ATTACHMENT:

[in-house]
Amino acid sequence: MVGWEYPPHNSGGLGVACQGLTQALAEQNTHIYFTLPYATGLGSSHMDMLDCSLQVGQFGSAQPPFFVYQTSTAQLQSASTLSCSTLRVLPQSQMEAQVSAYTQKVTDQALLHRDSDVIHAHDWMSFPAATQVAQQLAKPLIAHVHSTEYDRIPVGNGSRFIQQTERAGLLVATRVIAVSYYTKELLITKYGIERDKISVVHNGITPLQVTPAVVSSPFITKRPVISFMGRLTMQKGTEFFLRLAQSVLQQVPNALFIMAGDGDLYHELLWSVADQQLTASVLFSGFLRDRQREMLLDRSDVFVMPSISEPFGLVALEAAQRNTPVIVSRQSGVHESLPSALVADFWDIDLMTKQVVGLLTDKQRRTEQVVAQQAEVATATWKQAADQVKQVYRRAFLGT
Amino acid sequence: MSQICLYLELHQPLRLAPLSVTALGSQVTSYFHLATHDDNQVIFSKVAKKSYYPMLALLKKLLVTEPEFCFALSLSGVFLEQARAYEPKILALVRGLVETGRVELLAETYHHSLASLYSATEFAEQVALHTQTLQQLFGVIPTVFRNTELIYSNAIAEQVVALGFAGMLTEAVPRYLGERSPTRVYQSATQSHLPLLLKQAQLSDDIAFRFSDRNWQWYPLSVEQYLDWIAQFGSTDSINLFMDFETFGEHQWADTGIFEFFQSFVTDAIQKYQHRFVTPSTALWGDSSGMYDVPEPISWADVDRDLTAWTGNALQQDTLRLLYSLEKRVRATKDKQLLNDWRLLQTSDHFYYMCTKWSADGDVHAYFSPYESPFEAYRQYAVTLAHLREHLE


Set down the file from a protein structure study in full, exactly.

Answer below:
[in-house]
Amino acid sequence: MVGWEYPPHNSGGLGVACQGLTQALAEQNTHIYFTLPYATGLGSSHMDMLDCSLQVGQFGSAQPPFFVYQTSTAQLQSASTLSCSTLRVLPQSQMEAQVSAYTQKVTDQALLHRDSDVIHAHDWMSFPAATQVAQQLAKPLIAHVHSTEYDRIPVGNGSRFIQQTERAGLLVATRVIAVSYYTKELLITKYGIERDKISVVHNGITPLQVTPAVVSSPFITKRPVISFMGRLTMQKGTEFFLRLAQSVLQQVPNALFIMAGDGDLYHELLWSVADQQLTASVLFSGFLRDRQREMLLDRSDVFVMPSISEPFGLVALEAAQRNTPVIVSRQSGVHESLPSALVADFWDIDLMTKQVVGLLTDKQRRTEQVVAQQAEVATATWKQAADQVKQVYRRAFLGT
Amino acid sequence: MSQICLYLELHQPLRLAPLSVTALGSQVTSYFHLATHDDNQVIFSKVAKKSYYPMLALLKKLLVTEPEFCFALSLSGVFLEQARAYEPKILALVRGLVETGRVELLAETYHHSLASLYSATEFAEQVALHTQTLQQLFGVIPTVFRNTELIYSNAIAEQVVALGFAGMLTEAVPRYLGERSPTRVYQSATQSHLPLLLKQAQLSDDIAFRFSDRNWQWYPLSVEQYLDWIAQFGSTDSINLFMDFETFGEHQWADTGIFEFFQSFVTDAIQKYQHRFVTPSTALWGDSSGMYDVPEPISWADVDRDLTAWTGNALQQDTLRLLYSLEKRVRATKDKQLLNDWRLLQTSDHFYYMCTKWSADGDVHAYFSPYESPFEAYRQYAVTLAHLREHLE